LiveCode 8.2.0 DP-1 Dropping Keystrokes in IDE

RunRevPlanet feed at smpcsupport.com
Wed Sep 20 07:15:20 EDT 2017


Hi Jacqueline,

When I say a 7,000 line script, I should clarify that I am not referring to a
single handler.

Instead the 7,000 lines is comprised of the many handlers that are in a stack
script. Each handler is likely to be less than 200 lines.

There are a couple "monster" handlers that are almost 2,000 lines each. These
are simply repetitive coding hacks that position controls in resizable windows,
because the LiveCode Geometry manager is not really up to the task and I like
the control of doing it in code.

The other thing to know, is that I write LiveCode libraries to produce things
like a smooth scrolling spreadsheet style grid component that suit my projects
better than the DataGrid, I can't do that in less than 5,000 lines. For
performance reasons all the handlers are in a single stack script.

Getting back to part of my original gripe, in effect what I am hearing is that
it seems to be that part of the LiveCode Philosophy can be paraphrased as:

"Well, if there a simple procedure that we at LiveCode can do that will catch
really obvious bugs before sending out a DP, it is not worth doing because it
won't catch all the bugs and have 100% percentage coverage."

I fail to see the logic in not doing simple tests, simply because it won't
detect all the problems.

If you are developing new features in a code editor how hard is to this.

1. Pick a random LiveCode handler that you have lying around of say 200 lines.
(Be sure to pick one that has no global dependencies.)

2. Use a macro in your favourite editor to copy it, say, 35 times.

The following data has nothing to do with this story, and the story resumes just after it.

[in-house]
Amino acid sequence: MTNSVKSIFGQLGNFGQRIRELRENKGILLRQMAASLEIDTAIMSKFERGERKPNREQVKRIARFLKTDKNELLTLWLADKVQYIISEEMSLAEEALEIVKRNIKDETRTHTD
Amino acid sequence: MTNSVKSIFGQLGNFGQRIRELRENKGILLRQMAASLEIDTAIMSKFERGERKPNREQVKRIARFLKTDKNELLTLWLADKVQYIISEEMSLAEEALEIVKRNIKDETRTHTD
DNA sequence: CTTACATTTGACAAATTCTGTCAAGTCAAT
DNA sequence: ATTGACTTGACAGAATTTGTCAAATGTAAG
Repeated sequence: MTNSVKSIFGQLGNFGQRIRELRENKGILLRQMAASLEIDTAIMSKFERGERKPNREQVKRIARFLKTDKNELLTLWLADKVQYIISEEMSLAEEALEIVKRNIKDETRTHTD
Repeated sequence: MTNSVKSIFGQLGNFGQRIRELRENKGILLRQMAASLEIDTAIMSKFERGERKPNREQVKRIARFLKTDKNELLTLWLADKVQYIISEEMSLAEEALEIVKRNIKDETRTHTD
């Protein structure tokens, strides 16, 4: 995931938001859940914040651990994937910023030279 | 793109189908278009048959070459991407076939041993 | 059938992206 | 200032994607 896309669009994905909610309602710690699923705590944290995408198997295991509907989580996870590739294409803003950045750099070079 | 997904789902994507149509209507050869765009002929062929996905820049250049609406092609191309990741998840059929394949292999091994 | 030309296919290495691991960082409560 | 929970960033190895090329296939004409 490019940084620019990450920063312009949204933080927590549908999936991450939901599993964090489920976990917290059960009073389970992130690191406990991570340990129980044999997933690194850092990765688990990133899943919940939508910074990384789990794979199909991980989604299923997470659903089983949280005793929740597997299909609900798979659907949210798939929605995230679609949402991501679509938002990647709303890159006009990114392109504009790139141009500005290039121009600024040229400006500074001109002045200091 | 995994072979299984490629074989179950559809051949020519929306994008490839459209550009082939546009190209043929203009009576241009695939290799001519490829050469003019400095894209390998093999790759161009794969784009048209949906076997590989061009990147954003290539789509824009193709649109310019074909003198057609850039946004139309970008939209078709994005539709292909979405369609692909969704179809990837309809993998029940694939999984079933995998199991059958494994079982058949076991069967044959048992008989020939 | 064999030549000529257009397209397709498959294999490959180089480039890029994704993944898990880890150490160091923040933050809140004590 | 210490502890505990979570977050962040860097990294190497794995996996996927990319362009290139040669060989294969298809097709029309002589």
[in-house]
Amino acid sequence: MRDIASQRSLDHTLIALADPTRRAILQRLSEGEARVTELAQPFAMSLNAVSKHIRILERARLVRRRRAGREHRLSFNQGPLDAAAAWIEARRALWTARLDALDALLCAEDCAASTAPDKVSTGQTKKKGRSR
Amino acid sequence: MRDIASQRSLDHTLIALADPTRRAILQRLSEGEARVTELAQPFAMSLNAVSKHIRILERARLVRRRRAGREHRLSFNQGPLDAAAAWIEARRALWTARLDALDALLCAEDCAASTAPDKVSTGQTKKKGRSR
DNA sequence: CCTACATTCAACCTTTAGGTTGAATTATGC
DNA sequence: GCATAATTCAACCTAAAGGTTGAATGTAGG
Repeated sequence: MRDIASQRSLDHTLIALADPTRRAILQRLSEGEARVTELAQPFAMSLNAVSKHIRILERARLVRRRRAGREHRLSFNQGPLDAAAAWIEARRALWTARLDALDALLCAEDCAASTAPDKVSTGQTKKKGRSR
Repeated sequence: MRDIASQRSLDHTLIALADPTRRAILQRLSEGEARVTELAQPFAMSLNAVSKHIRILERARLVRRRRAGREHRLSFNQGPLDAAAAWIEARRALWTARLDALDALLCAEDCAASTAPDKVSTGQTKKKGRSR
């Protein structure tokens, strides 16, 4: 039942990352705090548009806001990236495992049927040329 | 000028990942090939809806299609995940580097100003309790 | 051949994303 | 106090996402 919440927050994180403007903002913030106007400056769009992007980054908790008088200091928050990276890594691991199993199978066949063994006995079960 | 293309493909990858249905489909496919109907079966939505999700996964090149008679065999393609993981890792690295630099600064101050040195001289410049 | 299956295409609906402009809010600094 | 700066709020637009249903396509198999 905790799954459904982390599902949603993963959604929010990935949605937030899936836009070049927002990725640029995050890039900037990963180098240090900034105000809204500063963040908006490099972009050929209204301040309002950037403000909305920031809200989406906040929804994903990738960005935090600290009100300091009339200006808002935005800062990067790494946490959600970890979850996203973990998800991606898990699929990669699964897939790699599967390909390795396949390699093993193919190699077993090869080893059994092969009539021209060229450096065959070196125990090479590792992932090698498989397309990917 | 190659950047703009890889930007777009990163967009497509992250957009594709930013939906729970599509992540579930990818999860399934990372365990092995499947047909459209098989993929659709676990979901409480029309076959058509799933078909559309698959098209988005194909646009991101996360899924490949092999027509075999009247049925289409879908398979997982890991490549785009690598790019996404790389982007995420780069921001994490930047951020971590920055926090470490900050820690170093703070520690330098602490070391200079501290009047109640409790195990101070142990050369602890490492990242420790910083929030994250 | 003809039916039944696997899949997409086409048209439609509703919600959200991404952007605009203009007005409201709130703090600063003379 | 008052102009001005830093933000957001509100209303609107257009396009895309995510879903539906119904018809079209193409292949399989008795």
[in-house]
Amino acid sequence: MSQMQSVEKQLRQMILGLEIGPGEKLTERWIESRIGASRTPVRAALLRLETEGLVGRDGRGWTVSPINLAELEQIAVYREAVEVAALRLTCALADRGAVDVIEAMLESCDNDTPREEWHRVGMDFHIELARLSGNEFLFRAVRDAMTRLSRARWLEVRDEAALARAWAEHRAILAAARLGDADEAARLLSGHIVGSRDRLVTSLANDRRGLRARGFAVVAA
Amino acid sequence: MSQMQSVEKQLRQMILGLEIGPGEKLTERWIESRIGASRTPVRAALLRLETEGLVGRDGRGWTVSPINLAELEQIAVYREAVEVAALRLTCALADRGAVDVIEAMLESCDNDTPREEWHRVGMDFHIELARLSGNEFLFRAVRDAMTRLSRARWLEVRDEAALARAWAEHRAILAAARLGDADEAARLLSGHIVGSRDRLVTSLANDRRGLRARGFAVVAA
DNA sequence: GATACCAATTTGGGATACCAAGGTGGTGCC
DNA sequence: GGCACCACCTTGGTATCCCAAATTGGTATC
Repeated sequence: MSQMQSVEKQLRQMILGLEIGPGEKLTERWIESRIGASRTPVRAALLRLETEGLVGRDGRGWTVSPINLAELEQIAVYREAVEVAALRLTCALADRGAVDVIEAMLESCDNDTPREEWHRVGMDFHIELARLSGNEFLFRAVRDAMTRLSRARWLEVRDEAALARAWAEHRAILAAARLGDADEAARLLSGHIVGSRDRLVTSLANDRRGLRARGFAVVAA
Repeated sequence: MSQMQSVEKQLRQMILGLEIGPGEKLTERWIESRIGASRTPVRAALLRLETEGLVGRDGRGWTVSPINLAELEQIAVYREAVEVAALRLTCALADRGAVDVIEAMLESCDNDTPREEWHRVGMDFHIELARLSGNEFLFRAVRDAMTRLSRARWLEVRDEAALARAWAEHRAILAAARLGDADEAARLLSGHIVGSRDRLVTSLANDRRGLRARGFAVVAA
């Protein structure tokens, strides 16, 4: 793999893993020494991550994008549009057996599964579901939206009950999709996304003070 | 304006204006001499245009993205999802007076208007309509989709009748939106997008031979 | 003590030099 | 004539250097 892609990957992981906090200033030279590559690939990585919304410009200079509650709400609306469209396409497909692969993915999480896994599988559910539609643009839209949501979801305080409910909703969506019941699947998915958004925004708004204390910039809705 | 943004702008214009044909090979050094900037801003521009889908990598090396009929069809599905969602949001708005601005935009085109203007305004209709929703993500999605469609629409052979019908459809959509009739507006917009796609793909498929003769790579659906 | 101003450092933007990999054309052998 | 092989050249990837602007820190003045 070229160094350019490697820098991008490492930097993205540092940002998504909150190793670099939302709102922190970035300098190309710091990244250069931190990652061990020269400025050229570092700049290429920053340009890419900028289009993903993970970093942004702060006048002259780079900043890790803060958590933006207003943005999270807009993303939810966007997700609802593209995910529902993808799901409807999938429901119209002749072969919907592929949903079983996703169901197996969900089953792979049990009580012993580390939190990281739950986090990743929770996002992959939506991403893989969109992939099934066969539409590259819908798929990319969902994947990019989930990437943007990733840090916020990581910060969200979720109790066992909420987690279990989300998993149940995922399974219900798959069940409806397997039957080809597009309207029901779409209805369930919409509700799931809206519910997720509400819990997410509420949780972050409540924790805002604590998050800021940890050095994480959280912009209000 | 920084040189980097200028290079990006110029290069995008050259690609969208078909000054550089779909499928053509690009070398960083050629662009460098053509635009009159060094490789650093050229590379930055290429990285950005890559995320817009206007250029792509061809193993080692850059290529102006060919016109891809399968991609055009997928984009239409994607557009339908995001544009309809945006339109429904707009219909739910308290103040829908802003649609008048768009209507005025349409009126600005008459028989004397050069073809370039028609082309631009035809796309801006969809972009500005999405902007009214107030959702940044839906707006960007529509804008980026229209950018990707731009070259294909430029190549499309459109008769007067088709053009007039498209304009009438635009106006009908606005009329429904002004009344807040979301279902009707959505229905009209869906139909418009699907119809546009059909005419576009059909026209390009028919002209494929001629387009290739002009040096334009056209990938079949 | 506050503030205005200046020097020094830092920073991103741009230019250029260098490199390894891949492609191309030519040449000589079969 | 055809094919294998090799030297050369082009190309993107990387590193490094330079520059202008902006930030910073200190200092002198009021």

3. Paste the resulting 35 handlers into a stack script, and save it as a test
stack. There you go, you now have some code that is 7,000 lines long.

4. Before releasing any LiveCode update, sit down at a Mac and see if you can
successfully enter new lines of code here and there. Maybe even trying doing
some copy and pasting if you are adventurous. All the time seeing how fast or
slow it is, or whether it works at all.

5. Spend 5 more minutes doing the same on a Windows box and then on a Linux
machine. (Not virtual machines!)

LiveCode Ltd spending a total of 15 minutes to do this, every now and then,
should mean that I would be using the 8.2.0 DP-1 *right now* helping LiveCode
test their new features.

But instead, simple stuff like this is not done, and instead excuses and
rationisations are offered.

So instead someone like me who is actually quite good at finding problems in the
IDE, can't use the current DP because it is broken on Windows when I try to edit
my projects.

If what I suggested (and that I naively assumed would already be routinely done)
is truly too difficult and arduous to do, then I guess I will just have to wait
for 8.2.0 DP-2 and do it myself.

I can live with that because I love LiveCode so much, but I will still think it
is not a good approach to testing and releases.

Regards,
--
Scott McDonald
http://thelivecodelab.com/




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